County’s boost in obesity challenge

HEALTH bosses have told how the county is going in “the right direction” after new figures revealed Suffolk was beating targets to combat childhood obesity.

Statistics last year showed one in six 11-year-olds in Suffolk was classified as obese, prompting fears this could put a massive strain on health services in the future.

New figures show there are still about one in 11 children in reception class and one in six 10-year-olds regarded as obese – but health chiefs say that is an improvement on their targets.

Agencies across the region have combined to tackle the problem, which is currently costing NHS Suffolk about �10million a year to treat overweight people. This could rise to �65m by 2050 if nothing is done.

But latest figures show that programmes such as Healthy Ambitions Suffolk – which aims to make Suffolk the healthiest county in the UK by 2028 – and the Child Weight Management Service are starting to have an impact.


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The new figures have now revealed the county is beating the targets set for the percentage of obese children in reception class and Year 6.

The county was working towards a target of 9.6% for the number of children in reception class who are obese – but the actual figure is 8.59%.

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For children in Year 6, the target was to have 16.2% of children classified as obese, however the actual figure stands at 15.27%.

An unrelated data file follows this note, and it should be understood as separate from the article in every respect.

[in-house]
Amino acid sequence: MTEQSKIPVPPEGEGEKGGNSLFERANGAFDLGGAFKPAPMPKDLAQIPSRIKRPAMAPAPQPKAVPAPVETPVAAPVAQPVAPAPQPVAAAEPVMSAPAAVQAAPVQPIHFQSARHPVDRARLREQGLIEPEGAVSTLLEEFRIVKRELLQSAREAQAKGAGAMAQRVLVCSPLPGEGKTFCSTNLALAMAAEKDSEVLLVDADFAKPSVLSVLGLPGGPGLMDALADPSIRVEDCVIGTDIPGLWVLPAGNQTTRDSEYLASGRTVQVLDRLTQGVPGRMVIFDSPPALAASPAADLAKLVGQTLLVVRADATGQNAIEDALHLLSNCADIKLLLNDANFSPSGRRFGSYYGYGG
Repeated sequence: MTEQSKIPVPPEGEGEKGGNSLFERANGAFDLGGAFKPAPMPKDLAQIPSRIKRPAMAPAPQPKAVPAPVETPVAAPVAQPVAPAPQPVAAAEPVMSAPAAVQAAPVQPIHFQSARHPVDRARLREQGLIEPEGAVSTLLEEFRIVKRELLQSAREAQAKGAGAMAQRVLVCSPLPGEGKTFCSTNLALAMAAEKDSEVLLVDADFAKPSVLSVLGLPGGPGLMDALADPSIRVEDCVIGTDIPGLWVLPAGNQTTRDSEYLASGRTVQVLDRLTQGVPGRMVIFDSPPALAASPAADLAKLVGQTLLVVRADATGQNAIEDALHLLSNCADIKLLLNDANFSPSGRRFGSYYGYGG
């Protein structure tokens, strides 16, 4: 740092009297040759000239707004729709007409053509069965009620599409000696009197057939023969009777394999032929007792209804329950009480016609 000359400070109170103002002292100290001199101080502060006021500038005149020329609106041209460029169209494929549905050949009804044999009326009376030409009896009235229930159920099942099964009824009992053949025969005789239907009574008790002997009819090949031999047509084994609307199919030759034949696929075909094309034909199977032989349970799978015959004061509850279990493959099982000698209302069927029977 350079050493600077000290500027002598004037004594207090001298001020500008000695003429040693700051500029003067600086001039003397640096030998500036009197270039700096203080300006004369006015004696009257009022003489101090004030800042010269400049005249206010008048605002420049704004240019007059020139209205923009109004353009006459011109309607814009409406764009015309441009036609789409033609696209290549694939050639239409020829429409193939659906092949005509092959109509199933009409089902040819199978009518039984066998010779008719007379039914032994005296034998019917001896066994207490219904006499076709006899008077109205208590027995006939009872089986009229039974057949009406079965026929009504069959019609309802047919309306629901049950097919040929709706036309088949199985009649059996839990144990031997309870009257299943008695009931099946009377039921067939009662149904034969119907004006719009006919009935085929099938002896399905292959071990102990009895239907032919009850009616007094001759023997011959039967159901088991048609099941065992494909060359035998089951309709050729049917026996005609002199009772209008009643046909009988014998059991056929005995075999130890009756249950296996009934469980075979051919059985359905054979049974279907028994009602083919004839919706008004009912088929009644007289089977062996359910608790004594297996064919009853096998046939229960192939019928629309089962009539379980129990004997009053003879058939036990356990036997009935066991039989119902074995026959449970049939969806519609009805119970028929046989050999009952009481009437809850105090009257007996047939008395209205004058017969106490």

Last night, Michael Hattrell, health improvement manager for NHS Suffolk, said: “These figures are one of the most positive signs yet that the county is going in the right direction to sort out the obesity problem.

“Our main aim was for us to stabilise it and then decrease – and the figures show that we are stabilising it.

“At the moment, obviously everything is looking very good. It is very promising with all the work that has gone on.

“Every area in every primary care trust has issues with obesity and it is not just the health of the children that can be affected, but the parents who have to look after the children who must take into account their own health.”

Mr Hattrell said the introduction of the Child Weight Management Service in September last year had a big impact, allowing children from the ages of two to 19 to be given advice.

Elspeth Gibson, senior strategy manager for Healthy Ambitions Suffolk, said the new figures were “really encouraging.”

She added: “It’s great to see that Suffolk is beating this target and is helping the county become one of the healthiest in the country.”

anthony bond

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